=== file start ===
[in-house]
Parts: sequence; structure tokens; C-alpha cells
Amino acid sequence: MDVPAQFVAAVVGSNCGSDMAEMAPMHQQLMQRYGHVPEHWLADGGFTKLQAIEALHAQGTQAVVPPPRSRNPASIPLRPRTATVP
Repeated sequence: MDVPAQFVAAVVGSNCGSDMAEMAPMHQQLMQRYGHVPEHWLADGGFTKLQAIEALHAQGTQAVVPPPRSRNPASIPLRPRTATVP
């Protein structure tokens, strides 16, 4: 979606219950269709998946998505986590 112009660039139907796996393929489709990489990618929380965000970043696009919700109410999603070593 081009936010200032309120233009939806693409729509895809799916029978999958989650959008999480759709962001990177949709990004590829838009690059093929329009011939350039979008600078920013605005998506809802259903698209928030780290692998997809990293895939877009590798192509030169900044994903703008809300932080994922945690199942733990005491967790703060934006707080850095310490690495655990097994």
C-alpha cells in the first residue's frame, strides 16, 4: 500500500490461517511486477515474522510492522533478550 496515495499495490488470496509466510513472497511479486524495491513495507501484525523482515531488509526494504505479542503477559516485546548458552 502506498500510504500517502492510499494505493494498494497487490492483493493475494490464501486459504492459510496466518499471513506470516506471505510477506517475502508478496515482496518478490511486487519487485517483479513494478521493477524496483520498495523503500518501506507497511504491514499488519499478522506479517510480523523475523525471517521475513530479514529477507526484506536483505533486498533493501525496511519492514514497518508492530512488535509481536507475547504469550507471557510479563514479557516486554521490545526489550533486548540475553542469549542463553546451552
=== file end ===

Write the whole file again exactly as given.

[in-house]
Parts: sequence; structure tokens; C-alpha cells
Amino acid sequence: MDVPAQFVAAVVGSNCGSDMAEMAPMHQQLMQRYGHVPEHWLADGGFTKLQAIEALHAQGTQAVVPPPRSRNPASIPLRPRTATVP
Repeated sequence: MDVPAQFVAAVVGSNCGSDMAEMAPMHQQLMQRYGHVPEHWLADGGFTKLQAIEALHAQGTQAVVPPPRSRNPASIPLRPRTATVP
């Protein structure tokens, strides 16, 4: 979606219950269709998946998505986590 112009660039139907796996393929489709990489990618929380965000970043696009919700109410999603070593 081009936010200032309120233009939806693409729509895809799916029978999958989650959008999480759709962001990177949709990004590829838009690059093929329009011939350039979008600078920013605005998506809802259903698209928030780290692998997809990293895939877009590798192509030169900044994903703008809300932080994922945690199942733990005491967790703060934006707080850095310490690495655990097994």
C-alpha cells in the first residue's frame, strides 16, 4: 500500500490461517511486477515474522510492522533478550 496515495499495490488470496509466510513472497511479486524495491513495507501484525523482515531488509526494504505479542503477559516485546548458552 502506498500510504500517502492510499494505493494498494497487490492483493493475494490464501486459504492459510496466518499471513506470516506471505510477506517475502508478496515482496518478490511486487519487485517483479513494478521493477524496483520498495523503500518501506507497511504491514499488519499478522506479517510480523523475523525471517521475513530479514529477507526484506536483505533486498533493501525496511519492514514497518508492530512488535509481536507475547504469550507471557510479563514479557516486554521490545526489550533486548540475553542469549542463553546451552